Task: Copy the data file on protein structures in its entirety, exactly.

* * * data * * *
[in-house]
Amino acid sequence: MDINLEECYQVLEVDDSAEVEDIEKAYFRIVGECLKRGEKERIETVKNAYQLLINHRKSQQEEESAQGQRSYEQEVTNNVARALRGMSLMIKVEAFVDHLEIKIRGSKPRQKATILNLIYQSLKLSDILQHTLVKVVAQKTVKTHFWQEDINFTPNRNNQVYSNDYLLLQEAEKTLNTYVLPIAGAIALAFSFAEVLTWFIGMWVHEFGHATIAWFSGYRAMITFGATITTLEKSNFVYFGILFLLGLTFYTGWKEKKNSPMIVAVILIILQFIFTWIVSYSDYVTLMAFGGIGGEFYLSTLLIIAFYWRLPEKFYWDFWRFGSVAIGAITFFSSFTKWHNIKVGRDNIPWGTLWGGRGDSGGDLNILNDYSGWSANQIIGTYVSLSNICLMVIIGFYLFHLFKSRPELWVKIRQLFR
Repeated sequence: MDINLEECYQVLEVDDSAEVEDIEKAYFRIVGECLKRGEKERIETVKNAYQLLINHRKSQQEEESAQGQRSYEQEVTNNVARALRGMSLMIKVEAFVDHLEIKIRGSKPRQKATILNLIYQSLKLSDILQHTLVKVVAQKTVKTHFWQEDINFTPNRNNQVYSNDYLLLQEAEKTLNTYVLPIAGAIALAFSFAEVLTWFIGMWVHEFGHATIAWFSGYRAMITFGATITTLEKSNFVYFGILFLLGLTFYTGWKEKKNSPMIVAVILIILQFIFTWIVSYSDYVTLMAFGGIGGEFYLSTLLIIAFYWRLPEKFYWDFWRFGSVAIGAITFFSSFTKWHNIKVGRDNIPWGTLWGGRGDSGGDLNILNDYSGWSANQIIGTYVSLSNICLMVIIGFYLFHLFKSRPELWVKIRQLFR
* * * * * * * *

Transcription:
[in-house]
Amino acid sequence: MDINLEECYQVLEVDDSAEVEDIEKAYFRIVGECLKRGEKERIETVKNAYQLLINHRKSQQEEESAQGQRSYEQEVTNNVARALRGMSLMIKVEAFVDHLEIKIRGSKPRQKATILNLIYQSLKLSDILQHTLVKVVAQKTVKTHFWQEDINFTPNRNNQVYSNDYLLLQEAEKTLNTYVLPIAGAIALAFSFAEVLTWFIGMWVHEFGHATIAWFSGYRAMITFGATITTLEKSNFVYFGILFLLGLTFYTGWKEKKNSPMIVAVILIILQFIFTWIVSYSDYVTLMAFGGIGGEFYLSTLLIIAFYWRLPEKFYWDFWRFGSVAIGAITFFSSFTKWHNIKVGRDNIPWGTLWGGRGDSGGDLNILNDYSGWSANQIIGTYVSLSNICLMVIIGFYLFHLFKSRPELWVKIRQLFR
Repeated sequence: MDINLEECYQVLEVDDSAEVEDIEKAYFRIVGECLKRGEKERIETVKNAYQLLINHRKSQQEEESAQGQRSYEQEVTNNVARALRGMSLMIKVEAFVDHLEIKIRGSKPRQKATILNLIYQSLKLSDILQHTLVKVVAQKTVKTHFWQEDINFTPNRNNQVYSNDYLLLQEAEKTLNTYVLPIAGAIALAFSFAEVLTWFIGMWVHEFGHATIAWFSGYRAMITFGATITTLEKSNFVYFGILFLLGLTFYTGWKEKKNSPMIVAVILIILQFIFTWIVSYSDYVTLMAFGGIGGEFYLSTLLIIAFYWRLPEKFYWDFWRFGSVAIGAITFFSSFTKWHNIKVGRDNIPWGTLWGGRGDSGGDLNILNDYSGWSANQIIGTYVSLSNICLMVIIGFYLFHLFKSRPELWVKIRQLFR